Every boat sailing in the Newport Bermuda Race must be inspected. That’s a race rule, and the person who knows the most about it is Chief Inspector Ian McCurdy. An experienced ocean sailor—ten Bermuda races, 13 return deliveries—he’s been a Bermuda Race inspector for 14 years. McCurdy, lives in Oyster Bay, N.Y. (he’s a former Commodore of the Seawanhaka Corinthian Yacht Club) and is a yacht designer and a naval architecture instructor at the New York State Maritime College at Fort Schuyler, N.Y. He co-owns the 38-footer Selkie with his sister, Cruising Club of America Vice Commodore Sheila McCurdy and their brother Charles. Second overall in two Newport Bermuda Races, Selkie was designed by their father, the late James A. McCurdy of McCurdy & Rhodes and a former CCA Commodore.
Inspection of Bermuda Race boats dates back to race number 1, in 1906. By any standard it has succeeded. In 46 Bermuda Races with a total of 4,677 entries, just two boats have been lost. One was in a 1932 ship’s fire from which ten men were saved (alas, another drowned, the race’s only fatality). The other boat ran up on Bermuda’s reef in 1956.
Though some sailors may consider inspection a bit of a burden, many more regard it as a crucial service that helps skippers and crews prepare their boats and themselves for a rugged two-legged, 1,500-mile ocean adventure across the Gulf Stream—the first leg being the race down to Bermuda, and the second the return voyage.
“I think inspection is a grand thing,” says 1994 overall winner Kaighn Smith. “It really forces you to prepare to go to sea.” That’s how Chief Inspector McCurdy looks at it, too. “I volunteer as a Bermuda Race inspector for the love of the sport of distance racing.”
He says that a typical problem with an inspection is that the boat is not prepared. “The cotter pins may be falling out, or the pump handle’s lost in the bottom of the hanging locker, or the jacklines can’t be set up. Maybe the storm sails don’t fit. Once I inspected a boat whose storm trysail was longer on the foot than it was on the luff. Sometimes the crew doesn’t have equipment that will help them clear away the rigging after a dismasting—a drift pin and hammer to drive out a clevis pin, or hydraulic jaws to cut a shroud. Many people don’t know that flares have to be SOLAS approved, and even people who do know that may forget to check the expiration date, which is now three years. I was at a safety seminar where the flares they tried to demonstrate were expired and none of them worked. So no demo.”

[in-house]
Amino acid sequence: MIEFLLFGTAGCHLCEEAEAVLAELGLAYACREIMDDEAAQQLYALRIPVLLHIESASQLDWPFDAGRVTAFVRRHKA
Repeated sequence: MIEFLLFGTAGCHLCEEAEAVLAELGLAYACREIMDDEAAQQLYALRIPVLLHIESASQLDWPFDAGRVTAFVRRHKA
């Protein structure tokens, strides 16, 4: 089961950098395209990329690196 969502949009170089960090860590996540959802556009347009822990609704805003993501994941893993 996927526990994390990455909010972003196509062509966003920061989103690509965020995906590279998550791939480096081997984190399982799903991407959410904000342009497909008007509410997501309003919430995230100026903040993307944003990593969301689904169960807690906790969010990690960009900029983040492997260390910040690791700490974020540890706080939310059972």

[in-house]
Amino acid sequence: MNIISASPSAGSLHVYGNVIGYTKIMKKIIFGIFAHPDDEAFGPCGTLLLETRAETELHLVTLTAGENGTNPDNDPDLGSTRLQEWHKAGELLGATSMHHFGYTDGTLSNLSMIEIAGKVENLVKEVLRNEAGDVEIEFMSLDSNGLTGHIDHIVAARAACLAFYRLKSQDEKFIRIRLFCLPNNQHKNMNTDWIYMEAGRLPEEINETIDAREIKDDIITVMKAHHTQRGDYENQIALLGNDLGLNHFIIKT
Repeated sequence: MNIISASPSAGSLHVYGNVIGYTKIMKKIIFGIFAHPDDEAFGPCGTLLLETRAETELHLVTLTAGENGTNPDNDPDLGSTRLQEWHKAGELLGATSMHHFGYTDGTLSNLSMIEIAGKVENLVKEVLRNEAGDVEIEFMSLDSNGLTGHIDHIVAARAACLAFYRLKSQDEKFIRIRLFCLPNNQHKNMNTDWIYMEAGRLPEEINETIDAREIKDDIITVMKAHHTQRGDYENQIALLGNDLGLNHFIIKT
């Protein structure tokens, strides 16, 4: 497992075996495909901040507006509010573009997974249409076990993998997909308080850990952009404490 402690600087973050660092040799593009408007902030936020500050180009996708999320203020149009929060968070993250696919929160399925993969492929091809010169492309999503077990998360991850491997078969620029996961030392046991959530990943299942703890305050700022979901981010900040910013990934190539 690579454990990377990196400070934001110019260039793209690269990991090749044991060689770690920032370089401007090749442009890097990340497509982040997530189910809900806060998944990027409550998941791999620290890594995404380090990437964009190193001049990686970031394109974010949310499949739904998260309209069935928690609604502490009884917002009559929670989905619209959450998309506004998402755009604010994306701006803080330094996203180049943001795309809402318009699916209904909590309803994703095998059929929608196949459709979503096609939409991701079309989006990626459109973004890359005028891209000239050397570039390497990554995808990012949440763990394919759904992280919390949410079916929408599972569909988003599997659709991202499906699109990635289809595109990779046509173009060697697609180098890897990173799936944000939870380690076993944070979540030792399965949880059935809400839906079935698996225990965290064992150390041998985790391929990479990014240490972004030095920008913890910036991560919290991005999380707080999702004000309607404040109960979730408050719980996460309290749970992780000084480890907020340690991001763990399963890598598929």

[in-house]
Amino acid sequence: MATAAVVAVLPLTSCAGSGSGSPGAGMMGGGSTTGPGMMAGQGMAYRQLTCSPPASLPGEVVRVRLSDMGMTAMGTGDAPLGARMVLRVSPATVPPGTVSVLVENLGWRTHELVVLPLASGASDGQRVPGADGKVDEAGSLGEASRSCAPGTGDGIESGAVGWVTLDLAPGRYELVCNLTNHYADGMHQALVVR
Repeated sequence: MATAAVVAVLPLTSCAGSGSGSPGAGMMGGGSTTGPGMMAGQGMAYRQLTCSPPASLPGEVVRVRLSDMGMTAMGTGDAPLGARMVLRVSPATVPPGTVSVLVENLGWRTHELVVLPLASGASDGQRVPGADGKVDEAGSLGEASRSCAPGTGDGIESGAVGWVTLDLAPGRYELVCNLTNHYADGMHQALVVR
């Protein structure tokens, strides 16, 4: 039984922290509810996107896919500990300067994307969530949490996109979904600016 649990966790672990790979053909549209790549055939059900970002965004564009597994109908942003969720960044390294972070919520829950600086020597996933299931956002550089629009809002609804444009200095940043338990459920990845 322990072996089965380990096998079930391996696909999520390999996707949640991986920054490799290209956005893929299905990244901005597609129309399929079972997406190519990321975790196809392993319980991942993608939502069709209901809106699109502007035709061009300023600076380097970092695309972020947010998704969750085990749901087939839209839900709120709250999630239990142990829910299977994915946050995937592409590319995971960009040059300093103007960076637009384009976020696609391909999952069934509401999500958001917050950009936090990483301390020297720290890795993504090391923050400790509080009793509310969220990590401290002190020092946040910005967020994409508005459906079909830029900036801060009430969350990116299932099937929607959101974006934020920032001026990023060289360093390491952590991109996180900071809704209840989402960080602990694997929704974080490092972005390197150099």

It’s not all about enforcing rules. “The inspector’s other job is to help competitors and offer an outsider’s view of safety—to be a second pair of eyes. Inspectors can’t certify that the boat will be safe, but they can help the crew understand what can go wrong. I always like it when the owner welcomes me like a long-lost friend. One owner told me, ‘When you come on board, you always improve the boat.’”
McCurdy believes that one of the danger areas that’s most ignored is the galley. “In the galley, propane canisters instead of real propane tanks are a big worry. Fire extinguishers have to be located very carefully. Never put an extinguisher in a place where to get it you have to reach though a fire or flame.” He’s especially attentive to galley straps. “Most of them are good at keeping the cook near the stove when it’s to windward, but they’re no good at keeping the cook away from the stove when it’s to leeward. A good heavy-duty galley strap can do both, with the help of a sturdy bar on the stove. And I tell people that when they’re cooking in rough weather they should wear their foul weather pants and also their sea boots. You don’t want to be spilling hot soup on your bare feet.”
The Newport Bermuda race is sailed under Category 1 of the ISAF Offshore Special Regulations, the OSR (sometimes called the Special Regs). The next race will be sailed under the OSR that will appear during the winter. Until then, McCurdy advises, crews should study the current OSR at www.sailing.org/specialregulations.php. Of course, be sure to check the revised OSR next year.
For more information about Bermuda Race inspection (including a helpful FAQ) and to get in touch with Chief Inspector McCurdy, click on the Entry Process tab on the home page, www.BermudaRace.com.